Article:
• Emergency Action Plan — Your company has a fire evacuation plan and participates in fire drills, right? You should also develop an emergency action plan and provide employees with strategies for protecting themselves during a workplace violence incident.

  • Distribute a Violence Prevention Policy — This brief document should clearly establish that your company has zero-tolerance for aggressive and violent behavior, and that employees and management are responsible for maintaining a safe work environment. With a zero-tolerance policy in place, it is up to management to ensure that all incidents are dealt with quickly and appropriately.

  • Educate Employees — Make sure all employees understand the Violence Prevention Policy. Have them sign an acknowledgement that they have read the policy and recognize the consequences for non-compliance.

  • Offer an Employee Assistance Program — An Employee Assistance Program (EAP) provides employees with a free and confidential way to seek help with a variety of issues before they impact workplace safety or productivity.

Workplace Safety and Background Screening

Safe hiring practices also play a key role in workplace safety and security. The hiring process for safety-sensitive employees, such as truck drivers, is very stringent. When done properly, it includes no less than 18 sets of forms and prior employer, drug and alcohol violation history and motor vehicle report check.

The Federal Motor Carrier Safety Administration’s required checks offer a snapshot of a driver’s performance at the wheel, but they don’t provide the full picture. Many employers augment their mandated checks with a detailed screening package that includes a social security validation, criminal record checks, a national crime database search, nationwide sex offender check and Patriot Act search. Thorough background checks can help keep dangerous individuals out of your company, providing a safer environment for your customers, business associate and your employees.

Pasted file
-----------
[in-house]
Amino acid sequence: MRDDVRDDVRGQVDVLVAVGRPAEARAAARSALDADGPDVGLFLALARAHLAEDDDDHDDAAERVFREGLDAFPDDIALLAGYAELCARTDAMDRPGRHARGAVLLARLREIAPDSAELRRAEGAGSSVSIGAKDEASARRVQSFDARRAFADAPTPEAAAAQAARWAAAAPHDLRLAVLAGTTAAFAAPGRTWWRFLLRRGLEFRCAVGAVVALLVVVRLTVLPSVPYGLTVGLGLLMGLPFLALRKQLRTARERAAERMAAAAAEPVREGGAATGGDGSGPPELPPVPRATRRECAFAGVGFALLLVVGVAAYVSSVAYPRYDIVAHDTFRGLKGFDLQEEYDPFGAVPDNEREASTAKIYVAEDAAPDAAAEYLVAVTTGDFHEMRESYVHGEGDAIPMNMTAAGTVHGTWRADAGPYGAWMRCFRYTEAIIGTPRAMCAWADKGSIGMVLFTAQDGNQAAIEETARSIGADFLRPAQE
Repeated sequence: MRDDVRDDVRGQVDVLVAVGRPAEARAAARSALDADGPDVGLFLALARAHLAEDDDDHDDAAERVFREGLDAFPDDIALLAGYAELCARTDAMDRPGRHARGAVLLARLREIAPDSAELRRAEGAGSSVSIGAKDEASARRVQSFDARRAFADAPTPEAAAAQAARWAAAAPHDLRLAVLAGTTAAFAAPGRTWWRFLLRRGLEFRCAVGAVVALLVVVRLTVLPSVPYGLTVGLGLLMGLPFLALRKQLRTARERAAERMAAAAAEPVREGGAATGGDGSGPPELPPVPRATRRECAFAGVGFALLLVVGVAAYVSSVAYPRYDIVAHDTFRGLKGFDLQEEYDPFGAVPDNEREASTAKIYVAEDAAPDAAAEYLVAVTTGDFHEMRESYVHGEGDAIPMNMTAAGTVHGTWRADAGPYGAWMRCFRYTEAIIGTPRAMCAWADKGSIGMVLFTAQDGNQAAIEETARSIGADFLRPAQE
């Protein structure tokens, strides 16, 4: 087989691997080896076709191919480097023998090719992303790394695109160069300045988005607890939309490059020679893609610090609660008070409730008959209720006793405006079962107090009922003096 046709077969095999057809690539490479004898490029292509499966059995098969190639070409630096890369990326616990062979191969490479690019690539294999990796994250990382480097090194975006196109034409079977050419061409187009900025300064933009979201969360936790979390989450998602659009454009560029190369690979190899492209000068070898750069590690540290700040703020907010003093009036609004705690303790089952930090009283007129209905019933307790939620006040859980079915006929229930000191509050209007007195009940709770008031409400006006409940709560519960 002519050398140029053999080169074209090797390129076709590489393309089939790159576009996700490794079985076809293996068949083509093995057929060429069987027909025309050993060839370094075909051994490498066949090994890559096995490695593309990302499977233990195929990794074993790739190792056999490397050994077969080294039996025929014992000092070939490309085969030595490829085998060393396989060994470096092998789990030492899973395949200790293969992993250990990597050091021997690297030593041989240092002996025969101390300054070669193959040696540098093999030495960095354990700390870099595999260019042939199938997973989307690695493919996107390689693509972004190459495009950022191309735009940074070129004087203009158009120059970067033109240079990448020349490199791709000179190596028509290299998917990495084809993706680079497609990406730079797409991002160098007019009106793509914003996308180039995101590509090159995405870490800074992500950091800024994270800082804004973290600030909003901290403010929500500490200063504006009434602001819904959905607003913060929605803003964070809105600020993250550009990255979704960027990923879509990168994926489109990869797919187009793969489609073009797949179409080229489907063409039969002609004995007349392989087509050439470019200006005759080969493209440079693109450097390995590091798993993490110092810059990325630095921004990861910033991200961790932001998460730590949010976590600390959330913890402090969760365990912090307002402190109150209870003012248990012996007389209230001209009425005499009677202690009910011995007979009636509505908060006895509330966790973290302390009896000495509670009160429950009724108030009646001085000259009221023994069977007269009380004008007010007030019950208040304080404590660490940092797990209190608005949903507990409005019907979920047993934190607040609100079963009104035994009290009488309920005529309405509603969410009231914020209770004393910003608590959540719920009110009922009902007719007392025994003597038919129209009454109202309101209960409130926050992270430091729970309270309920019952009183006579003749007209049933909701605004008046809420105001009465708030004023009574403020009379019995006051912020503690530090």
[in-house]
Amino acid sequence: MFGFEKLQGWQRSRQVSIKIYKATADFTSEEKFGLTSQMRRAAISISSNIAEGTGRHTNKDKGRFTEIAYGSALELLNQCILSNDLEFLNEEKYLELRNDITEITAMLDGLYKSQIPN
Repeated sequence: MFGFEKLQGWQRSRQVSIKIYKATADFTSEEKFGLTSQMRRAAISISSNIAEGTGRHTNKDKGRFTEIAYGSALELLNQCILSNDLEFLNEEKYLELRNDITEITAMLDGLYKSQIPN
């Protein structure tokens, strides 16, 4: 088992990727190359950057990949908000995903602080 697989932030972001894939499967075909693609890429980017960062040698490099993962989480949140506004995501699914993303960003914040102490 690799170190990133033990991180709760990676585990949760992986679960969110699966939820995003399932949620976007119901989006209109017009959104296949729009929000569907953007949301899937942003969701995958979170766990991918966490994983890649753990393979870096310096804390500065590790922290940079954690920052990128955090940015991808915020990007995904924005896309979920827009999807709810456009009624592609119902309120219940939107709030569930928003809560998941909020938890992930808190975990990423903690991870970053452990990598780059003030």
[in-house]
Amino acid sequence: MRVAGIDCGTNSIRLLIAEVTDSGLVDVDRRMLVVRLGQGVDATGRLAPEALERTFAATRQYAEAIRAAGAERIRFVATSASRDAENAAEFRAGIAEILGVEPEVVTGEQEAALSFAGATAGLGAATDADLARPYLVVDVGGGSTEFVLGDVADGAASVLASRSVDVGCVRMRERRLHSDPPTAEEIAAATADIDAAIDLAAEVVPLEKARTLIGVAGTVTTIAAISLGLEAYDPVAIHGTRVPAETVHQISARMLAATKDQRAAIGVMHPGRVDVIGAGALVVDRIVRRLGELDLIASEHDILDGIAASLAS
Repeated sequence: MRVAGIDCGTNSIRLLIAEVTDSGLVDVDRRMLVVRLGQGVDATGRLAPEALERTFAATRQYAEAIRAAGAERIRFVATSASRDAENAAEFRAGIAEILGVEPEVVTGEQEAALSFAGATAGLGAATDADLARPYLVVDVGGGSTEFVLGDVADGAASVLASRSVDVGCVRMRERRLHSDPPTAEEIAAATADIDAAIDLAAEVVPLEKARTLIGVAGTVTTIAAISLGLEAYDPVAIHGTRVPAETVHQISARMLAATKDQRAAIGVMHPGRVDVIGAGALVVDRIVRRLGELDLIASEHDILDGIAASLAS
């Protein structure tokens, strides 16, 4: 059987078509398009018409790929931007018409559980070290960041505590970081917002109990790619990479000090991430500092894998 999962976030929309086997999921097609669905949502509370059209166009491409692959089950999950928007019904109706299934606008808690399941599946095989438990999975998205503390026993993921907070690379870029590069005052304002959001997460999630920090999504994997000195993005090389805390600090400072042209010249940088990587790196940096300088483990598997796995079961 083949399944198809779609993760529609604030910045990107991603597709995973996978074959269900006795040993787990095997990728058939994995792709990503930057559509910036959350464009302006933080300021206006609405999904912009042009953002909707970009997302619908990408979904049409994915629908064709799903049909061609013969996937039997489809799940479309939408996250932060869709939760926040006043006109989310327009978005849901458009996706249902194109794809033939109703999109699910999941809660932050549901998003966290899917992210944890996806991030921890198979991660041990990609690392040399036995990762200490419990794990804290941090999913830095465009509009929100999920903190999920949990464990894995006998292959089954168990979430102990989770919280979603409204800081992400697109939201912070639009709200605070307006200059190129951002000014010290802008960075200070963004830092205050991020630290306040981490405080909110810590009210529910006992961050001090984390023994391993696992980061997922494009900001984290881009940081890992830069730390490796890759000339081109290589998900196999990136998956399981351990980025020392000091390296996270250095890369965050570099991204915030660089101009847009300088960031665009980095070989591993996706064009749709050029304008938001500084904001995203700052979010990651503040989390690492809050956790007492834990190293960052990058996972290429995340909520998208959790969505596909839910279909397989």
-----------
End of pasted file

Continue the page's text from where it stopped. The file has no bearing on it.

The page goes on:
www.FoleyServices.com • Vol. 110, No. 648 • © Foley Services, Inc. 2010

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Senate Bill Would Allow Heavier Trucks

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Measure Backed by ATA, Shippers’ Group

A trio of senators introduced a bill that would allow states to increase the maximum weight for trucks operating on their interstates beyond the federal limit of 80,000 pounds.

Sens. Mike Crapo (R-Idaho), Susan Collins (R-Maine) and Herb Kohl (D-Wis.) said in introducing the Safe Efficient Transportation Act that states would be allowed to “opt in” and increase their weight limits to 97,000 pounds.

The legislation is identical to a bill introduced in the House last March by Reps. Michael Michaud (D-Maine) and Jean Schmidt (R-Ohio) and would require the new, heavier trucks to have six axles in order to diffuse the added weight.